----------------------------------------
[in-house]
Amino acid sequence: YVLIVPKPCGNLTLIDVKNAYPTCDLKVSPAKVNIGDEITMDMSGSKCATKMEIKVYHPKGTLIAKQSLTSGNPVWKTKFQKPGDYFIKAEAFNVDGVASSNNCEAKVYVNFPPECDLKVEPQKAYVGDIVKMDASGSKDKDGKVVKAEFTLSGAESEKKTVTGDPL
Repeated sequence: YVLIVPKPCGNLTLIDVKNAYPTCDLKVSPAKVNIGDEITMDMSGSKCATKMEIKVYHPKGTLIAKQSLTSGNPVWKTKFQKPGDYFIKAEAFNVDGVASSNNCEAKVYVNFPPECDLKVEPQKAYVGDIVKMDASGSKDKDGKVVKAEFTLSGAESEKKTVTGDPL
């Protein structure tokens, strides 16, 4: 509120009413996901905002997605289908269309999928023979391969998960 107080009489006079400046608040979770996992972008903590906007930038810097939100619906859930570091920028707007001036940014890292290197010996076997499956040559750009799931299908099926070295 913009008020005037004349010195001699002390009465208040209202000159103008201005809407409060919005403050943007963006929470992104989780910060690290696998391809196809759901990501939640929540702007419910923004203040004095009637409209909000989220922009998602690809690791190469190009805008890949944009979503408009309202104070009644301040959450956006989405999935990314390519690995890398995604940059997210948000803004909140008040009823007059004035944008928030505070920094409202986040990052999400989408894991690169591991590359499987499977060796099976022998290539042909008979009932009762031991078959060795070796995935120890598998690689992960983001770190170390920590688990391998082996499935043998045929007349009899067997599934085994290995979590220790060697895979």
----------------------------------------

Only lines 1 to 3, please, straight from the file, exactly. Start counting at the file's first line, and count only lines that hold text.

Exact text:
[in-house]
Amino acid sequence: YVLIVPKPCGNLTLIDVKNAYPTCDLKVSPAKVNIGDEITMDMSGSKCATKMEIKVYHPKGTLIAKQSLTSGNPVWKTKFQKPGDYFIKAEAFNVDGVASSNNCEAKVYVNFPPECDLKVEPQKAYVGDIVKMDASGSKDKDGKVVKAEFTLSGAESEKKTVTGDPL
Repeated sequence: YVLIVPKPCGNLTLIDVKNAYPTCDLKVSPAKVNIGDEITMDMSGSKCATKMEIKVYHPKGTLIAKQSLTSGNPVWKTKFQKPGDYFIKAEAFNVDGVASSNNCEAKVYVNFPPECDLKVEPQKAYVGDIVKMDASGSKDKDGKVVKAEFTLSGAESEKKTVTGDPL